This week, fresh from a successful Greatest Hits Concert held on Friday at the Harare International Conference Centre, music icon Oliver Mtukudzi, will start a whirlwind tour of philanthropic activities that will start with a visit of the flood-hit Tokwe-Mukosi region.
On Wednesday, April 30, 2014, Tuku will join about 30 other artists on a planned humanitarian trip to the Chingwizi camp at Nuanetsi Ranch in Chivi, located close to the Tokwe –Mukosi reservoir catchment basin where floods wrecked havoc earlier this year. The camp is currently home to thousands of villagers who lost their homes in the floods.
The following day, Workers’ Day, Tuku will spend the morning at Harare Hospital spreading good cheer to nurses and patients. “We’ve heard about the dire need that the hospital has for assistance in various areas,” Tuku said, “and we want to shed some light on this so that we can get more people to chip in and help.”
Tuku will visit some of the wards, give out get well soon cards and chat to nurses and patients. He will then give a short performance for hospital staff and some of the patients.
Next week on Wednesday May 8, Tuku will donate his time for a guest performance at a Watershed College fundraising concert to be held at the Meikles Hotel. The school is raising money to send its Marimba Band to the International Music Festival in Brazil and Argentina next month.
Tuku visited Watershed College near Marondera to lend support to the school’s music development programme a few weeks ago and was impressed by the talent and enthusiasm that the marimba band showed.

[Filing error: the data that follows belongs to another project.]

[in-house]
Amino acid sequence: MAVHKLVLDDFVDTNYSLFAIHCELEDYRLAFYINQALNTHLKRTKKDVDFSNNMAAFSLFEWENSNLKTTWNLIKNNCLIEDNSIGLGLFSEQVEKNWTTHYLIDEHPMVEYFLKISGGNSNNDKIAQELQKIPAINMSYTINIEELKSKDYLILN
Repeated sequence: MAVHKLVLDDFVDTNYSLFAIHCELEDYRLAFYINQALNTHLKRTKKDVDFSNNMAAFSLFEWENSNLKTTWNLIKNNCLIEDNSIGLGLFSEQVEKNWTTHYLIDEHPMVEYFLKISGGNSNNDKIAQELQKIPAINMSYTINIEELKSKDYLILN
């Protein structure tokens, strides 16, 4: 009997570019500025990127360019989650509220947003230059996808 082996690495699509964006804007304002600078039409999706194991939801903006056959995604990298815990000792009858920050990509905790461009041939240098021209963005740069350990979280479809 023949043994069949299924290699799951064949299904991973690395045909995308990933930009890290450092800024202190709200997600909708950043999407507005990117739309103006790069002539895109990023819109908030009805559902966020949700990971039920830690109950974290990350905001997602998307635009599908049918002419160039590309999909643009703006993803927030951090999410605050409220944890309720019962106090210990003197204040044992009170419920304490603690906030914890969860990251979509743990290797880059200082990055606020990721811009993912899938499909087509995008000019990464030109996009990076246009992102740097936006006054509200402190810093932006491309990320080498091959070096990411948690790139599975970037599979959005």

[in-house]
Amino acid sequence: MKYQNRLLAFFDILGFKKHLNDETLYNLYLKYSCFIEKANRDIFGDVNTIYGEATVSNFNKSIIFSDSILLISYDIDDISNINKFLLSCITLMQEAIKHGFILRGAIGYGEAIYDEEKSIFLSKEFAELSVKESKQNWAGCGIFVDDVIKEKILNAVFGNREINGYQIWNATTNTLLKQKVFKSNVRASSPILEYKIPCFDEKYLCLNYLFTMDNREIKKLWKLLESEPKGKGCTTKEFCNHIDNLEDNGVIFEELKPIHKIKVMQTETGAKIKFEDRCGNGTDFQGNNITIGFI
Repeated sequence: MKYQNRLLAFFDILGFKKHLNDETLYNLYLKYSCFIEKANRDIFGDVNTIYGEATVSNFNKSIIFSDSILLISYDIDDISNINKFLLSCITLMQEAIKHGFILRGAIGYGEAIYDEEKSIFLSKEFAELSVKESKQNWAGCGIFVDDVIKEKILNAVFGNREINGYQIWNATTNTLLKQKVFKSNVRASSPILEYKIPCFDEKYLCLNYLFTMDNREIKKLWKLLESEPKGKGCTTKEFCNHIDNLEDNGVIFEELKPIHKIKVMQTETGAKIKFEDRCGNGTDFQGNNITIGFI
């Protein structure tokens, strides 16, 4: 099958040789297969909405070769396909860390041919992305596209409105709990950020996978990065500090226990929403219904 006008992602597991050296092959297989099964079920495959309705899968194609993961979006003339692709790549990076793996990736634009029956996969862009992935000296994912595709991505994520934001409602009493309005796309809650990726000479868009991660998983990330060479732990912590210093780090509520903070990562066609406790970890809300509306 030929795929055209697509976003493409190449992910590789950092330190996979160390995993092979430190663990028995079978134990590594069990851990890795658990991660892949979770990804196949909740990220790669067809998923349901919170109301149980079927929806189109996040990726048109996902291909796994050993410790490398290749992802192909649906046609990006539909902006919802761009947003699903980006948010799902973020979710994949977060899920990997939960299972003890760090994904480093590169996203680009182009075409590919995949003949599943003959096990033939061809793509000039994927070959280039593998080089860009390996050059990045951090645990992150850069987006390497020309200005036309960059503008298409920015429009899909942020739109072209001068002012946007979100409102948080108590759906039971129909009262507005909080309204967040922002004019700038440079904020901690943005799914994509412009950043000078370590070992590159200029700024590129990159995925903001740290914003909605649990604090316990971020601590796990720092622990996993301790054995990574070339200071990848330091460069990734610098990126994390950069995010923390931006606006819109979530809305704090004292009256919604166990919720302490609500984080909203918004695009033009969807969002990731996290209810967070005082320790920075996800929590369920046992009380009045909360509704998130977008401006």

In August 2013 Watershed College’s Marimba Band took part in the 2nd Education Africa International Marimba and Steelpan Festival in South Africa among 70 different bands from all over the continent. They fared really well and won four of the top prizes, including 1st Place Battle of the Bands Category, 1st Place Proudly African / South African Category, Best Marimba Band at the Festival and Most Spirited Band at the Festival.
As a result of their performance at the festival they were selected to represent Africa at the International Festival in Brazil/Argentina.
During Tuku’s visit to the school, the Band showed why they won so many awards in South Africa last year. Their spirited performance in front of Tuku and the rest of the school won them loud applause and praise from the musical ambassador.
In February Tuku spoke about some long term projects that he was planning to help build structures for the music industry through the work being done at the Arts Centre. The music outreach is the start of this initiative.
“As Tuku Music and Pakare Paye we are finding ways in which we can support musical talent around the country,” he said. “We saw there was amazing talent at Watershed and when they invited us to support them with their show, we did not hesitate.”
Watershed is trying to raise $US100,000 to send the 45 strong Marimba Band to the festival. They have US$27,000 to go. In his remarks to the students Tuku said it was important to value their individual talents. “There is only one you, and if you don’t do you, who will?” He asked his attentive audience. He encouraged them not to imitate other cultures and to be proud of being who they were.
Tuku is a UNICEF ambassador and has travelled to schools in Zimbabwe and Mozambique, inspiring students with his message of believing in who they are, never giving up and not imitating other cultures. He also mentors a number of young artists at his Pakare Paye Arts Centre in Norton, just outside Harare.Post published in: Arts